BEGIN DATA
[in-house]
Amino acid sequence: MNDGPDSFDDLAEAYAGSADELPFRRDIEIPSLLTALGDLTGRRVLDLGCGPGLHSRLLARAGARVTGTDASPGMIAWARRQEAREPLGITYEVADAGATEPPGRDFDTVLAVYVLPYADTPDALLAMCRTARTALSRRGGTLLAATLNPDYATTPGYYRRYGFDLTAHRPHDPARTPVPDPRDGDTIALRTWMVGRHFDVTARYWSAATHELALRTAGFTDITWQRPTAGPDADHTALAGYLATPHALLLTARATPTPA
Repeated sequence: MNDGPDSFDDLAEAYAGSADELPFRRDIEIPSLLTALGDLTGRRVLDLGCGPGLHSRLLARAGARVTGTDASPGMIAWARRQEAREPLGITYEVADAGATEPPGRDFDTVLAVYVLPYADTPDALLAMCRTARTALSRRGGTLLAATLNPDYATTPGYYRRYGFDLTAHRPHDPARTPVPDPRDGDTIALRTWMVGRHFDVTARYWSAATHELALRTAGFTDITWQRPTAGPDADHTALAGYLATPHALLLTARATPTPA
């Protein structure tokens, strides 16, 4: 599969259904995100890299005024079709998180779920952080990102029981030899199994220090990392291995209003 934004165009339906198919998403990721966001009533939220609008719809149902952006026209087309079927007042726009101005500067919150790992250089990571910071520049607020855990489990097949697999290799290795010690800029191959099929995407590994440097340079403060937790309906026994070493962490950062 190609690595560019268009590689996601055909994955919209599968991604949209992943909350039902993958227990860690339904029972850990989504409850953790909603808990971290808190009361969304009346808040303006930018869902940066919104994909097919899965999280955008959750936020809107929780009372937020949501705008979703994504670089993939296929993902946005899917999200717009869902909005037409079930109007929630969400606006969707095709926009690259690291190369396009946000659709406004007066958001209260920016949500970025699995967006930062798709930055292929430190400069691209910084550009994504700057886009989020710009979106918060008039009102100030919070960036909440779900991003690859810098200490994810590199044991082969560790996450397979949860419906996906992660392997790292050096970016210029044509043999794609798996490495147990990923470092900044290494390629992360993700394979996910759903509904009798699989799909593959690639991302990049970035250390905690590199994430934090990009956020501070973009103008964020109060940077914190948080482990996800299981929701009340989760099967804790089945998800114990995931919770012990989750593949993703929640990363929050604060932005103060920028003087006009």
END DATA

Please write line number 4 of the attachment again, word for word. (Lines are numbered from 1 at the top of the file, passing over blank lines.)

């Protein structure tokens, strides 16, 4: 599969259904995100890299005024079709998180779920952080990102029981030899199994220090990392291995209003 934004165009339906198919998403990721966001009533939220609008719809149902952006026209087309079927007042726009101005500067919150790992250089990571910071520049607020855990489990097949697999290799290795010690800029191959099929995407590994440097340079403060937790309906026994070493962490950062 190609690595560019268009590689996601055909994955919209599968991604949209992943909350039902993958227990860690339904029972850990989504409850953790909603808990971290808190009361969304009346808040303006930018869902940066919104994909097919899965999280955008959750936020809107929780009372937020949501705008979703994504670089993939296929993902946005899917999200717009869902909005037409079930109007929630969400606006969707095709926009690259690291190369396009946000659709406004007066958001209260920016949500970025699995967006930062798709930055292929430190400069691209910084550009994504700057886009989020710009979106918060008039009102100030919070960036909440779900991003690859810098200490994810590199044991082969560790996450397979949860419906996906992660392997790292050096970016210029044509043999794609798996490495147990990923470092900044290494390629992360993700394979996910759903509904009798699989799909593959690639991302990049970035250390905690590199994430934090990009956020501070973009103008964020109060940077914190948080482990996800299981929701009340989760099967804790089945998800114990995931919770012990989750593949993703929640990363929050604060932005103060920028003087006009």